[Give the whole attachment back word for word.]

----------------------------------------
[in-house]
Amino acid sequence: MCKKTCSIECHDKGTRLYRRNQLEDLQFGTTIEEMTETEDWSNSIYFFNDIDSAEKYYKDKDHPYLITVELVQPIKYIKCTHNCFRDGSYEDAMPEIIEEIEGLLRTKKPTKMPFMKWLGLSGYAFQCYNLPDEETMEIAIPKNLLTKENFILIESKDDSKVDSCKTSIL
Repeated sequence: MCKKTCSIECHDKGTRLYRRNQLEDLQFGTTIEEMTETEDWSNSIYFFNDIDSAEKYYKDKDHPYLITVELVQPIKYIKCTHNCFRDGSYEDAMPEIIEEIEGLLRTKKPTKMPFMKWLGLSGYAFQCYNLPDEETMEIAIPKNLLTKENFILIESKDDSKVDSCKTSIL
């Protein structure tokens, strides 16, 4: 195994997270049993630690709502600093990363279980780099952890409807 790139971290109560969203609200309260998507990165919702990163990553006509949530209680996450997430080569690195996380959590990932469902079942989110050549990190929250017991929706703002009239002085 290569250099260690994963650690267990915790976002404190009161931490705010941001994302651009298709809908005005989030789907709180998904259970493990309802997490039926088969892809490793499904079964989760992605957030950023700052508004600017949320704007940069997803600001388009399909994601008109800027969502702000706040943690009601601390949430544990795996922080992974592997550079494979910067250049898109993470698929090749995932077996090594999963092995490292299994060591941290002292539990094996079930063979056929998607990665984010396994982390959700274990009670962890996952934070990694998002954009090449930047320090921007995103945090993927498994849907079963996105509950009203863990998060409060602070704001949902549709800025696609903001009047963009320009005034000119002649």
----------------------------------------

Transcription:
[in-house]
Amino acid sequence: MCKKTCSIECHDKGTRLYRRNQLEDLQFGTTIEEMTETEDWSNSIYFFNDIDSAEKYYKDKDHPYLITVELVQPIKYIKCTHNCFRDGSYEDAMPEIIEEIEGLLRTKKPTKMPFMKWLGLSGYAFQCYNLPDEETMEIAIPKNLLTKENFILIESKDDSKVDSCKTSIL
Repeated sequence: MCKKTCSIECHDKGTRLYRRNQLEDLQFGTTIEEMTETEDWSNSIYFFNDIDSAEKYYKDKDHPYLITVELVQPIKYIKCTHNCFRDGSYEDAMPEIIEEIEGLLRTKKPTKMPFMKWLGLSGYAFQCYNLPDEETMEIAIPKNLLTKENFILIESKDDSKVDSCKTSIL
């Protein structure tokens, strides 16, 4: 195994997270049993630690709502600093990363279980780099952890409807 790139971290109560969203609200309260998507990165919702990163990553006509949530209680996450997430080569690195996380959590990932469902079942989110050549990190929250017991929706703002009239002085 290569250099260690994963650690267990915790976002404190009161931490705010941001994302651009298709809908005005989030789907709180998904259970493990309802997490039926088969892809490793499904079964989760992605957030950023700052508004600017949320704007940069997803600001388009399909994601008109800027969502702000706040943690009601601390949430544990795996922080992974592997550079494979910067250049898109993470698929090749995932077996090594999963092995490292299994060591941290002292539990094996079930063979056929998607990665984010396994982390959700274990009670962890996952934070990694998002954009090449930047320090921007995103945090993927498994849907079963996105509950009203863990998060409060602070704001949902549709800025696609903001009047963009320009005034000119002649």